THIS STORY HAS BEEN FORMATTED FOR EASY PRINTING
Shelf Life

A moveable manuscript

Jean-Luc Godard’s “Breathless’’ screened at the Brattle Theatre in 1967. The wall was good for people watching. Jean-Luc Godard’s “Breathless’’ screened at the Brattle Theatre in 1967. The wall was good for people watching. (David Hunsberger)
By Jan Gardner
Globe Correspondent / September 13, 2009

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The publisher Scribner stirred debate in literary circles this summer when it published a new edition of Ernest Hemingway’s “A Moveable Feast.’’ Scribner called it “restored.’’ Among the matters under debate is whether a classic should be reworked.

The story behind the new edition is tangled up in Hemingway’s personal life. When he committed suicide in 1961, he was working on a memoir of Paris in the 1920s. His fourth wife, Mary, prepared the “Moveable Feast’’ manuscript for publication. She included some material about her husband’s first marriage that he had indicated he wanted excised.

Seán Hemingway, grandson of the writer and his second wife, Pauline, edited the new edition, drawing on manuscripts housed at the John F. Kennedy Presidential Library and Museum in Dorchester. He restored passages that were sympathetic to his grandmother and made other changes.

Next Sunday at 2 p.m., Seán Hemingway will return to the library to discuss updating his grandfather’s memoir. Reservations are recommended. Details at www.jfklibrary.org.

Square characters
Mo Lotman, like so many before him, fell in love with Harvard Square when he arrived two decades ago. He has danced, shopped, and busked there, and rubbed shoulders with movie stars and musical legends. His new oversized book, “Harvard Square: An Illustrated History Since 1950,’’ is his love letter. It contains hundreds of photographs, essays about the square’s characters and landmarks, and reminiscences by John Updike, William F. Weld, and Amanda Palmer, among others.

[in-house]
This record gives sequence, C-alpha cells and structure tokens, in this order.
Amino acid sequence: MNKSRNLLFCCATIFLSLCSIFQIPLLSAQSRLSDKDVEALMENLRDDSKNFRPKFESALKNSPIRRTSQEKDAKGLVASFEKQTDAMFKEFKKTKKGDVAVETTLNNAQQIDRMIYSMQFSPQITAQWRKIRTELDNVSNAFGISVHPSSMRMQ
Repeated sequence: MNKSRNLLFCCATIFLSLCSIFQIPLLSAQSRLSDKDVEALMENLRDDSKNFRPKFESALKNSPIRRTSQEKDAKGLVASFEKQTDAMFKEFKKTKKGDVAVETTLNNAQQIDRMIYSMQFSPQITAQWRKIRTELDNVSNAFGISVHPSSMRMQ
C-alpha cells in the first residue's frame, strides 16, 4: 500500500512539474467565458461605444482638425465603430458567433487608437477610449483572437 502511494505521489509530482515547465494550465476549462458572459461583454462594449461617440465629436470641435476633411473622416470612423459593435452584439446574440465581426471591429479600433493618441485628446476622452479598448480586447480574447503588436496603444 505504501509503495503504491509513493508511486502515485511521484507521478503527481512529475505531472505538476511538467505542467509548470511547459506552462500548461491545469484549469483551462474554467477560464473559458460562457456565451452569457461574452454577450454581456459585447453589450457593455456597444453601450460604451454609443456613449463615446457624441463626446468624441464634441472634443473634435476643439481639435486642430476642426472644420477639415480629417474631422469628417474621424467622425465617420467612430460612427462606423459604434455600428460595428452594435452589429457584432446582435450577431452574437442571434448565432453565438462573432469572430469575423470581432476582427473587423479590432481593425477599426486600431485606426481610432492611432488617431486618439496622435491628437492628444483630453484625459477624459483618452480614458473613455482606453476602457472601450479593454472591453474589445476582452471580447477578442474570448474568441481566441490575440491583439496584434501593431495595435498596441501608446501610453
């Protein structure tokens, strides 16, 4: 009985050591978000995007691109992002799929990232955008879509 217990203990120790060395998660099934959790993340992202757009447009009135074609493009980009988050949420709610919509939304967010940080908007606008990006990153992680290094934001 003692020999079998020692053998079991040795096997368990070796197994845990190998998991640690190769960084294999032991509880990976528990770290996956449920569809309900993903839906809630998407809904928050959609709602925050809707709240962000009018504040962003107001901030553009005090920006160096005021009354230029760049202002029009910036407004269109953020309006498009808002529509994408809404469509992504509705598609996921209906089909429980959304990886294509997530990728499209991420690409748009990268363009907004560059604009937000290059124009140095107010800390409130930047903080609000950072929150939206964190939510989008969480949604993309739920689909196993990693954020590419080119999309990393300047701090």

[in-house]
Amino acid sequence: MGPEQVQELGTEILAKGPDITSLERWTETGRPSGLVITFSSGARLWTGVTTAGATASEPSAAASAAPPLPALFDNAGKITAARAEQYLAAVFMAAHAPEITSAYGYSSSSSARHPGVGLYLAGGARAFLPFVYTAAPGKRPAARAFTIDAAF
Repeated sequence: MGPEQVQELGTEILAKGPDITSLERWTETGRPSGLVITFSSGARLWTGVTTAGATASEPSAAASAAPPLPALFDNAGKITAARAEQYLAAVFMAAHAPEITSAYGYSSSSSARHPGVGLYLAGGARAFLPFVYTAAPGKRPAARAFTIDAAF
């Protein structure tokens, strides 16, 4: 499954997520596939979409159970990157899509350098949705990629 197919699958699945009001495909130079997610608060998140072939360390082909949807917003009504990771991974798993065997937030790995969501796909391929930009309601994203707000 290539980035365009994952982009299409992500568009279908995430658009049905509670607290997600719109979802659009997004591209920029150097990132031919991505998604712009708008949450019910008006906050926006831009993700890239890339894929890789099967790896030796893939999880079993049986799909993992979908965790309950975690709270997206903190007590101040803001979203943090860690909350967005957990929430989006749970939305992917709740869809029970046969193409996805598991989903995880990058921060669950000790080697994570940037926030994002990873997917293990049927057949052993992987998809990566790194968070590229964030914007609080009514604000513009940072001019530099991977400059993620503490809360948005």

So much has happened in Harvard Square. Antigovernment protests erupted into full-scale riots. The teenaged Joan Baez launched her career before an adoring crowd at Club 47. Frozen yogurt was invented at The Spa on Brattle Street. Other long-gone establishments include Jonathan Swift’s, Mandrake Book Store, the Tasty, and Hayes Bickford’s, the 24-hour restaurant immortalized in a poem by Lawrence Ferlinghetti.

Club Passim, the storied basement venue, is hosting a party to celebrate Lotman’s book on Tuesday at 7 p.m.

The dessert theory
Charles Darwin loved desserts, and his wife, Emma, indulged his sweet tooth, using up to a quart of cream in the puddings she made for him. Darwin the scientist told himself he should give up dessert, but excused his failure to do so, claiming that vows were not binding unless they were made aloud.

Next week Harvard’s Museum of Natural History will pay homage to Emma Darwin’s home cooking. Weslie Janeway, coauthor of “Mrs. Charles Darwin’s Recipe Book,’’ will host a sampling of Victorian dishes such as cheese straws, fish croquettes, and scotch cake. Advance tickets ($25) are required for the Sept. 24 talk and reception. Send your RSVP to members@oeb.harvard.edu or call 617-496-6972.

Coming out
“Where Men Win Glory: The Odyssey of Pat Tillman,’’ by Jon Krakauer (Doubleday)

“Flawed Dogs, The Novel: The Shocking Raid on Westminster,’’ by Berkeley Breathed (Philomel)

“The Future of Faith,’’ by Harvey Cox (Harper One)

Pick of the week
Rita Moran of Apple Valley Books in Winthrop, Maine, recommends “The Crowning Glory of Calla Lily Ponder’’ by Rebecca Wells (Harper): “It’s a luminous account of love gained and lost, of life’s beginning and end, of finding the joy in each day. Wells’s latest is full of characters you will want to spend time with, as well as recommend to your friends and reading groups.’’

Jan Gardner can be reached at JanLGardner@yahoo.com.

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